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I want to extract bits of a decimal no.

For example 7 has a binary 0111 and i want to get 0 1 1 1 all bits stored in bool how can i do so?

OK, a loop is not a good option, can I do something else to this?

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5 Answers 5

up vote 51 down vote accepted

If you want the k-th bit of n, then do

(n & ( 1 << k )) >> k

Here we create a mask, apply the mask to n, and then right shift the masked value to get just the bit we want. We could write it out more fully as:

    int mask =  1 << k;
    int masked_n = n & mask;
    int thebit = masked_n >> k;

You can read more about bit-masking here: http://en.wikipedia.org/wiki/Mask_(computing)

Here is a program:

#include <stdio.h>
#include <stdlib.h>

int *get_bits(int n, int bitswanted){
  int *bits = malloc(sizeof(int) * bitswanted);

  int k;
  for(k=0; k<bitswanted; k++){
    int mask =  1 << k;
    int masked_n = n & mask;
    int thebit = masked_n >> k;
    bits[k] = thebit;
  }

  return bits;
}

int main(){
  int n=7;

  int  bitswanted = 5;

  int *bits = get_bits(n, bitswanted);

  printf("%d = ", n);

  int i;
  for(i=bitswanted-1; i>=0;i--){
    printf("%d ", bits[i]);
  }

  printf("\n");
}
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10  
(n >> k) & 1 is equally valid and does not require computing the mask as the mask is constant due to shifting before masking instead of the other way around. –  Joe May 22 '13 at 15:37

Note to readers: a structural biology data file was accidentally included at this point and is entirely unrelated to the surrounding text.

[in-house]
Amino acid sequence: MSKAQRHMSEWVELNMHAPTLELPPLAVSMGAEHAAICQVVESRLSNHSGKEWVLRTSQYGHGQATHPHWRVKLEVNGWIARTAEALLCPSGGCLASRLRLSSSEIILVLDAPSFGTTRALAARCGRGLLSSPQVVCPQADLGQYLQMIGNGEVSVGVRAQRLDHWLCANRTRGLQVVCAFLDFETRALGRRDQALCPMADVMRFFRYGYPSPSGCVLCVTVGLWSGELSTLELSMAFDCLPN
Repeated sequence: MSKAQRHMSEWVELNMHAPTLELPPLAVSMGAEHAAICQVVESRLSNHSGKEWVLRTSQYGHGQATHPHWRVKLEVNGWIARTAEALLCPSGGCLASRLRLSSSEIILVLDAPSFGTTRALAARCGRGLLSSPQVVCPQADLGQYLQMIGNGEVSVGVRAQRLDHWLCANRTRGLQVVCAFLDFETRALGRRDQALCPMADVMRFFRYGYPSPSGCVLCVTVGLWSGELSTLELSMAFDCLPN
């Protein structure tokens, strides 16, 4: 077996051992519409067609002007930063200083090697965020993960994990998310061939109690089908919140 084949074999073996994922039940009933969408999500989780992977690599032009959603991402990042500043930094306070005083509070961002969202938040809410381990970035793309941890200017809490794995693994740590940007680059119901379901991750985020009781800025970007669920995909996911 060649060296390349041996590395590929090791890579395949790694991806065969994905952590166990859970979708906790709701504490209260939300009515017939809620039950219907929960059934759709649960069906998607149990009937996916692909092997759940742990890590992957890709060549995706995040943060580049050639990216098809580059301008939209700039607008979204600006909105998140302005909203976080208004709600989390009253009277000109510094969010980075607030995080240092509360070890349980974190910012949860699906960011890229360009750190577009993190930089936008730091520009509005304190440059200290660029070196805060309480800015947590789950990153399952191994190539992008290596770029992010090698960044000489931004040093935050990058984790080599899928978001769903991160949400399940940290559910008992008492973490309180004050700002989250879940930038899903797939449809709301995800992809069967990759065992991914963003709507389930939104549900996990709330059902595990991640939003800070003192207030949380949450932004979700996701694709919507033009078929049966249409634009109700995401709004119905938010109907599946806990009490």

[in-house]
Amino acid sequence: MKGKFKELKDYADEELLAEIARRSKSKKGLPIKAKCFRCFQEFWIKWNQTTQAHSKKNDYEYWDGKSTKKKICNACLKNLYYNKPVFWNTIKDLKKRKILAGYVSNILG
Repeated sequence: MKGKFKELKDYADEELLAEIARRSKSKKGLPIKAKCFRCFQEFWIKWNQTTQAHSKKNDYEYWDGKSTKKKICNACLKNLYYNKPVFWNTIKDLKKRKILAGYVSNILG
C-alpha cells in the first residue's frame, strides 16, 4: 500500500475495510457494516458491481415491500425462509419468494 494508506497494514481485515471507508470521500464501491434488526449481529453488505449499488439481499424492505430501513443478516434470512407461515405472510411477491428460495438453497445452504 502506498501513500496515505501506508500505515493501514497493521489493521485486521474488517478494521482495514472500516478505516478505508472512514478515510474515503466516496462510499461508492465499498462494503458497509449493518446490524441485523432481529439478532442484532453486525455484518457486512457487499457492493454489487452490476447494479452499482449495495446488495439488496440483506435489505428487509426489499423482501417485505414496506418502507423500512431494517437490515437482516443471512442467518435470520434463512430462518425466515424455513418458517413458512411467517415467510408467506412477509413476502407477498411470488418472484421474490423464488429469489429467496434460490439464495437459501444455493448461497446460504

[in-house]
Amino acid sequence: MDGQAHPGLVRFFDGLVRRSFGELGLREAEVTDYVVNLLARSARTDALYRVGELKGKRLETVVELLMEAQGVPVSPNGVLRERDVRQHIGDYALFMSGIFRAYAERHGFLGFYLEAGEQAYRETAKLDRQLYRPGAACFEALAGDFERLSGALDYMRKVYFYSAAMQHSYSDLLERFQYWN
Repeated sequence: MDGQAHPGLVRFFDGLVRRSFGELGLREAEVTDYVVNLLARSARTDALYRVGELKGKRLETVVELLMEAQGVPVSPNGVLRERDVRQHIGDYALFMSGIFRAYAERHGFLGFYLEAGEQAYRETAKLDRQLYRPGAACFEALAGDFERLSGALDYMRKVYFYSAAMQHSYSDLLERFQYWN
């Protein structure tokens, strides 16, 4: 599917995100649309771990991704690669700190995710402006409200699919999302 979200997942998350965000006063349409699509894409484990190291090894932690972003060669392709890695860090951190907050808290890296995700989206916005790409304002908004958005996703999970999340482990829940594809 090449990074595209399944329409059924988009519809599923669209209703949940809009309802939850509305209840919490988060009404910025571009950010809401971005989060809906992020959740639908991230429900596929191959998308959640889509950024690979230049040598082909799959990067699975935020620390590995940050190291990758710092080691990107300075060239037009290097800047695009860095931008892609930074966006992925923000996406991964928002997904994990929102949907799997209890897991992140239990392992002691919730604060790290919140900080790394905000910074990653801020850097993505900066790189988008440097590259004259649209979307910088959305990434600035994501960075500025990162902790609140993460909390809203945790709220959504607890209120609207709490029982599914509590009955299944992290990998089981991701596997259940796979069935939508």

Here's one way to do it—there are many others:

bool b[4];
int v = 7;  // number to dissect

for (int j = 0;  j < 4;  ++j)
   b [j] =  0 != (v & (1 << j));
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here's a very simple way to do it;

int main() {

int s=7,l=1;
vector <bool> v;
v.clear();
while(l<=4)
{
    v.push_back(s%2);
    s/=2;
    l++;
}
for(l=(v.size()-1);l>=0;l--)
{
    cout<<v[l]<<" ";
}

return 0; }

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If you don't want any loops, you'll have to write it out:

#include <stdio.h>
#include <stdbool.h>

int main(void)
{
int num = 7;

#if 0
bool arr[4] = { (num&1) ?true: false, (num&2) ?true: false, (num&4) ?true: false, (num&8) ?true: false };
#else
#define BTB(v,i) ((v) & (1u << (i))) ? true : false
bool arr[4] = { BTB(num,0), BTB(num,1), BTB(num,2), BTB(num,3)};
#undef BTB
#endif

printf("%d %d %d %d\n", arr[3], arr[2], arr[1], arr[0]);

return 0;
}

As demonstrated here, this also works in an initializer.

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#include <stdio.h>

int main(void)
{
    int number = 7; /* signed */
    int vbool[8 * sizeof(int)];
    int i;
        for (i = 0; i < 8 * sizeof(int); i++)
        {
            vbool[i] = number<<i < 0;   
            printf("%d", vbool[i]);
        }
    return 0;
}
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